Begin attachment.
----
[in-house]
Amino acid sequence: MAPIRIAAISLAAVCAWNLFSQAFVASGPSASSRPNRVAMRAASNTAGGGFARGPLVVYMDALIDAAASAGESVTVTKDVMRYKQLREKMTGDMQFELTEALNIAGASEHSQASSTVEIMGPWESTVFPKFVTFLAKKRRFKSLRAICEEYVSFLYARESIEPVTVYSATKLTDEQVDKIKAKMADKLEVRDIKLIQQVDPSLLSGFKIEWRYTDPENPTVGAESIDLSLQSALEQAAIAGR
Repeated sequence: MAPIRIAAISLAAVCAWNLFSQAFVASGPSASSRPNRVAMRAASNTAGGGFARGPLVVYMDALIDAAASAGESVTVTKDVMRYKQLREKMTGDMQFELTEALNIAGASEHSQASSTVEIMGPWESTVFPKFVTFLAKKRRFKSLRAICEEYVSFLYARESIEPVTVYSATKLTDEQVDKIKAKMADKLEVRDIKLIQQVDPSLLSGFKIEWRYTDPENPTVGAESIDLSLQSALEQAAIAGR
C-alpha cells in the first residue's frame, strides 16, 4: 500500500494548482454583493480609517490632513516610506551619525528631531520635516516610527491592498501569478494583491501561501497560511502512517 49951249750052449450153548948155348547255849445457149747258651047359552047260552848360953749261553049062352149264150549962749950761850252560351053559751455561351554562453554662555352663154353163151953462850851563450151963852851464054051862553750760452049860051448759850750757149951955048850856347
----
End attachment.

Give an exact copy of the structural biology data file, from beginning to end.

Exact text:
[in-house]
Amino acid sequence: MAPIRIAAISLAAVCAWNLFSQAFVASGPSASSRPNRVAMRAASNTAGGGFARGPLVVYMDALIDAAASAGESVTVTKDVMRYKQLREKMTGDMQFELTEALNIAGASEHSQASSTVEIMGPWESTVFPKFVTFLAKKRRFKSLRAICEEYVSFLYARESIEPVTVYSATKLTDEQVDKIKAKMADKLEVRDIKLIQQVDPSLLSGFKIEWRYTDPENPTVGAESIDLSLQSALEQAAIAGR
Repeated sequence: MAPIRIAAISLAAVCAWNLFSQAFVASGPSASSRPNRVAMRAASNTAGGGFARGPLVVYMDALIDAAASAGESVTVTKDVMRYKQLREKMTGDMQFELTEALNIAGASEHSQASSTVEIMGPWESTVFPKFVTFLAKKRRFKSLRAICEEYVSFLYARESIEPVTVYSATKLTDEQVDKIKAKMADKLEVRDIKLIQQVDPSLLSGFKIEWRYTDPENPTVGAESIDLSLQSALEQAAIAGR
C-alpha cells in the first residue's frame, strides 16, 4: 500500500494548482454583493480609517490632513516610506551619525528631531520635516516610527491592498501569478494583491501561501497560511502512517 49951249750052449450153548948155348547255849445457149747258651047359552047260552848360953749261553049062352149264150549962749950761850252560351053559751455561351554562453554662555352663154353163151953462850851563450151963852851464054051862553750760452049860051448759850750757149951955048850856347